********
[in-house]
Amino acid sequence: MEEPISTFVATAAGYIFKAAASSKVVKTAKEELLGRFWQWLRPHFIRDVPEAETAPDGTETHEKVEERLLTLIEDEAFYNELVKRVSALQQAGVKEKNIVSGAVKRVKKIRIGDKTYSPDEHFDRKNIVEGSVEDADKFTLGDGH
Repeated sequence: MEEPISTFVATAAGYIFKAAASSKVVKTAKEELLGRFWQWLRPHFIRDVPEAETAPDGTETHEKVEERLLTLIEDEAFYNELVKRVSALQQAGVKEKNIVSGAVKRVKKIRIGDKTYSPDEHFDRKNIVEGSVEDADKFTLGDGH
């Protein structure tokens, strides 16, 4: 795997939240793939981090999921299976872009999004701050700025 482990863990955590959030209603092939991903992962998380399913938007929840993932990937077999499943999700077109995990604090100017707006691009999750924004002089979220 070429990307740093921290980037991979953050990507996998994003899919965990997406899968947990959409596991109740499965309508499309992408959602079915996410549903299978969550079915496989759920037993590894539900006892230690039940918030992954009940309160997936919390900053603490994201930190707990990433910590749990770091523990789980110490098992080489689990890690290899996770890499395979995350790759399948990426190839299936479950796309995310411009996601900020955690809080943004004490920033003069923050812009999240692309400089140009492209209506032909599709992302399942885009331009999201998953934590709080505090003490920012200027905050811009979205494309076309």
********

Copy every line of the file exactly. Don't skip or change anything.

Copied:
[in-house]
Amino acid sequence: MEEPISTFVATAAGYIFKAAASSKVVKTAKEELLGRFWQWLRPHFIRDVPEAETAPDGTETHEKVEERLLTLIEDEAFYNELVKRVSALQQAGVKEKNIVSGAVKRVKKIRIGDKTYSPDEHFDRKNIVEGSVEDADKFTLGDGH
Repeated sequence: MEEPISTFVATAAGYIFKAAASSKVVKTAKEELLGRFWQWLRPHFIRDVPEAETAPDGTETHEKVEERLLTLIEDEAFYNELVKRVSALQQAGVKEKNIVSGAVKRVKKIRIGDKTYSPDEHFDRKNIVEGSVEDADKFTLGDGH
């Protein structure tokens, strides 16, 4: 795997939240793939981090999921299976872009999004701050700025 482990863990955590959030209603092939991903992962998380399913938007929840993932990937077999499943999700077109995990604090100017707006691009999750924004002089979220 070429990307740093921290980037991979953050990507996998994003899919965990997406899968947990959409596991109740499965309508499309992408959602079915996410549903299978969550079915496989759920037993590894539900006892230690039940918030992954009940309160997936919390900053603490994201930190707990990433910590749990770091523990789980110490098992080489689990890690290899996770890499395979995350790759399948990426190839299936479950796309995310411009996601900020955690809080943004004490920033003069923050812009999240692309400089140009492209209506032909599709992302399942885009331009999201998953934590709080505090003490920012200027905050811009979205494309076309």